This K-POP Group Admits to Ripping off The Chainsmokers & Coldplay

This K-POP Group Admits to Ripping off The Chainsmokers & Coldplay

The sweet and sappy production The Chainsmokers is by and large the key to their lucrative commercial success. Their simplistic chord progression formula was even the topic a discussion and breakdown by a keen-eared teen back in .

 

 

It goes without saying that the Chainsmokers have nailed a certain radio-friendly sound that is catchy at best, and repetitive at worst. K-Pop group Seventeen seemed to have wanted a taste that chart-topping glory, because they are currently under fire on social media for what many are claiming plagiarism. The song in question is Seventeen’s biggest hit to date, “Don’t Wanna Cry,” that bares an undeniable similarity to the Chainsmokers/Coldplay collab “Something Just Like This.”

The record is a virtual copy-and-paste the Chainsmokers hit, with a heightened pitch sprinkled in. The publishing company the k-pop band, Pledis Entertainment decided to get ahead the scandal in full on damage control by adding the Chainsmokers and Coldplay to the track’s ASCAP, in short, adding them to the copyright. Pledis also released the following statement:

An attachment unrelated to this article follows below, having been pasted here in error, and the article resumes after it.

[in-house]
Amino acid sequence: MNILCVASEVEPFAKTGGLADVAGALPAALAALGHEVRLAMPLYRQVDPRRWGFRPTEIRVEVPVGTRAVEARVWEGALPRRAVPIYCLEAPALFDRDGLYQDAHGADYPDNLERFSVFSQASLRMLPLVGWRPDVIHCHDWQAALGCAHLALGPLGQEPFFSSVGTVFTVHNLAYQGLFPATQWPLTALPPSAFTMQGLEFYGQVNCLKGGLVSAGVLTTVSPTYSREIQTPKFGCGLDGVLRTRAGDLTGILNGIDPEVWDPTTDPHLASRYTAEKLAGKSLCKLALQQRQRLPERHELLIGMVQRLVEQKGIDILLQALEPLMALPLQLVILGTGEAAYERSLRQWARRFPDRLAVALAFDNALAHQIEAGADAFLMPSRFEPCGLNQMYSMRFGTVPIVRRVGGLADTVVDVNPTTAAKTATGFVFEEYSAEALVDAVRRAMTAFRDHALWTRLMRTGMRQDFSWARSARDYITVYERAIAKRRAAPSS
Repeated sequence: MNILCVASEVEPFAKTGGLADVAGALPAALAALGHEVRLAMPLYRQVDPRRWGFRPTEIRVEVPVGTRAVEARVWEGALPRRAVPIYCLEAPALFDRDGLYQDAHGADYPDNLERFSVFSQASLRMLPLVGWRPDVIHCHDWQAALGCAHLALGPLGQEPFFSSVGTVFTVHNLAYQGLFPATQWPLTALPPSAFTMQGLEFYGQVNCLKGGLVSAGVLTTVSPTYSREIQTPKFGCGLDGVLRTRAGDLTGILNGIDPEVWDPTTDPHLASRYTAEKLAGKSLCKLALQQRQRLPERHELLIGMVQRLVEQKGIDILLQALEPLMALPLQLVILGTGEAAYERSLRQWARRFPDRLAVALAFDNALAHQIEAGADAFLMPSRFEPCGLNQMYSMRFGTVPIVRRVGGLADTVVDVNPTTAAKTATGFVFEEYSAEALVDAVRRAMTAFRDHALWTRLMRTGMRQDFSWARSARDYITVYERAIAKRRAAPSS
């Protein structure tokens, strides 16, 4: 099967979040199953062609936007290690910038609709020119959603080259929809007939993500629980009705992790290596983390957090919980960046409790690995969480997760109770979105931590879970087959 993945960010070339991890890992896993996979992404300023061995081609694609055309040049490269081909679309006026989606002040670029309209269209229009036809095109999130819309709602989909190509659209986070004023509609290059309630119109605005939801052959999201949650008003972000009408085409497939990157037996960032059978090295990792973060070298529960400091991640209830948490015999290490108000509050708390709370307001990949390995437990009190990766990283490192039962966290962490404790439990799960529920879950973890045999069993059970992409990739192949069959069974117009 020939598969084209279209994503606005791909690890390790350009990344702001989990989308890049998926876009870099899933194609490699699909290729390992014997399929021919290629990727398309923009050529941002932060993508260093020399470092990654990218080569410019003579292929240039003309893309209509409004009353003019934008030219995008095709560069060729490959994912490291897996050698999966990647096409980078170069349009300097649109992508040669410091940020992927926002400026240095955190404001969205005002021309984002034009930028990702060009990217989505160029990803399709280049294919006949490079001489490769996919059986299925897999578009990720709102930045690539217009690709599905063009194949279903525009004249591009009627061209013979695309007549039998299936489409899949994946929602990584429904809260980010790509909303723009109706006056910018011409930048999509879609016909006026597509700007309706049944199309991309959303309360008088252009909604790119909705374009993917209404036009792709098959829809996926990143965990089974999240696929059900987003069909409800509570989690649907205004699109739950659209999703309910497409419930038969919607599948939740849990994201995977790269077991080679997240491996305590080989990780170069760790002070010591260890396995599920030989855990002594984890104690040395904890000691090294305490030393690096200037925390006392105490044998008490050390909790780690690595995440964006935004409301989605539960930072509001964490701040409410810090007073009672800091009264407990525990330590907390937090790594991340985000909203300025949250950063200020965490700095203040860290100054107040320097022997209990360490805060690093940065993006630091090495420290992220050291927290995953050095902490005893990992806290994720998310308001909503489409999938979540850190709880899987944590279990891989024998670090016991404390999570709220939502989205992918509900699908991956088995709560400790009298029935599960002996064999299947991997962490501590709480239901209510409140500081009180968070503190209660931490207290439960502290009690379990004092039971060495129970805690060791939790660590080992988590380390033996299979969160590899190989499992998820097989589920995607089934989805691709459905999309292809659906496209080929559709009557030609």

“We received inquiries about the similarity some the melodies between the songs from the two publishing parties. We are asserting that ‘Don’t Wanna Cry’ is an independently created song but we were worried that the artists would suffer a great amount stress if it came to legal disputes and that their image might adversely be affected regardless the truth. Because the listed reasons above, we decided to grant/acknowledge a piece copyright to them.”

They concluded the statement by saying,

“In fact, if you check the list copyright holders to this song, the names the artists who participated remain the same. We would like to apologize to all the artists and fans who were worried and concerned due to the company’s decision.”

No ficial word from The Chainsmokers has been shared as yet, but stay tuned for updates.